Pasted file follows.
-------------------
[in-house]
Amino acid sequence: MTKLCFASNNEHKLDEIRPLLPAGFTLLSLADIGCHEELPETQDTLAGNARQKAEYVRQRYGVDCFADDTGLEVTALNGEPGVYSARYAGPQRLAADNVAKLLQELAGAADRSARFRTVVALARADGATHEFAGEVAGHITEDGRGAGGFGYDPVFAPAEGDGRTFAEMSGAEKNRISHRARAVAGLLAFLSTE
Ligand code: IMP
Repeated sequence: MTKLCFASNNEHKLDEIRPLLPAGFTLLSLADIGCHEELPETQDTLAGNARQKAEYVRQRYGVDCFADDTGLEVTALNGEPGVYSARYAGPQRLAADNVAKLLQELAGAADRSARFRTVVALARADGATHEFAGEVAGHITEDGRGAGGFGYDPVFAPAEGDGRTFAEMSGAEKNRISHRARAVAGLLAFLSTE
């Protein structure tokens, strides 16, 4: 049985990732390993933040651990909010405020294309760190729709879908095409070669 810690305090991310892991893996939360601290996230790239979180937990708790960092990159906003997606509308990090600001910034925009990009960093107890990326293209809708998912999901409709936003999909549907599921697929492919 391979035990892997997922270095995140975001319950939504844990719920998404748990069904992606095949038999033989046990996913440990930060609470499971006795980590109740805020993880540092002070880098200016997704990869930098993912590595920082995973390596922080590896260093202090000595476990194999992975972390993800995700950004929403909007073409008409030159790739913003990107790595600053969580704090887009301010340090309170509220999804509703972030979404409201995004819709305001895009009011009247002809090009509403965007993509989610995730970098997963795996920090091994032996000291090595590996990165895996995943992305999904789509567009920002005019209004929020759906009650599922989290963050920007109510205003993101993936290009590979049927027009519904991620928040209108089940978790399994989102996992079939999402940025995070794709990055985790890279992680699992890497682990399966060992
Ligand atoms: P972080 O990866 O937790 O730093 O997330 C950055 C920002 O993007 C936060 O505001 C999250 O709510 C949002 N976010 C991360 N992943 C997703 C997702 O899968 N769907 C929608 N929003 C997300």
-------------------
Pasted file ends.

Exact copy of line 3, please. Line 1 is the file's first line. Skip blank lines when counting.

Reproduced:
Ligand code: IMP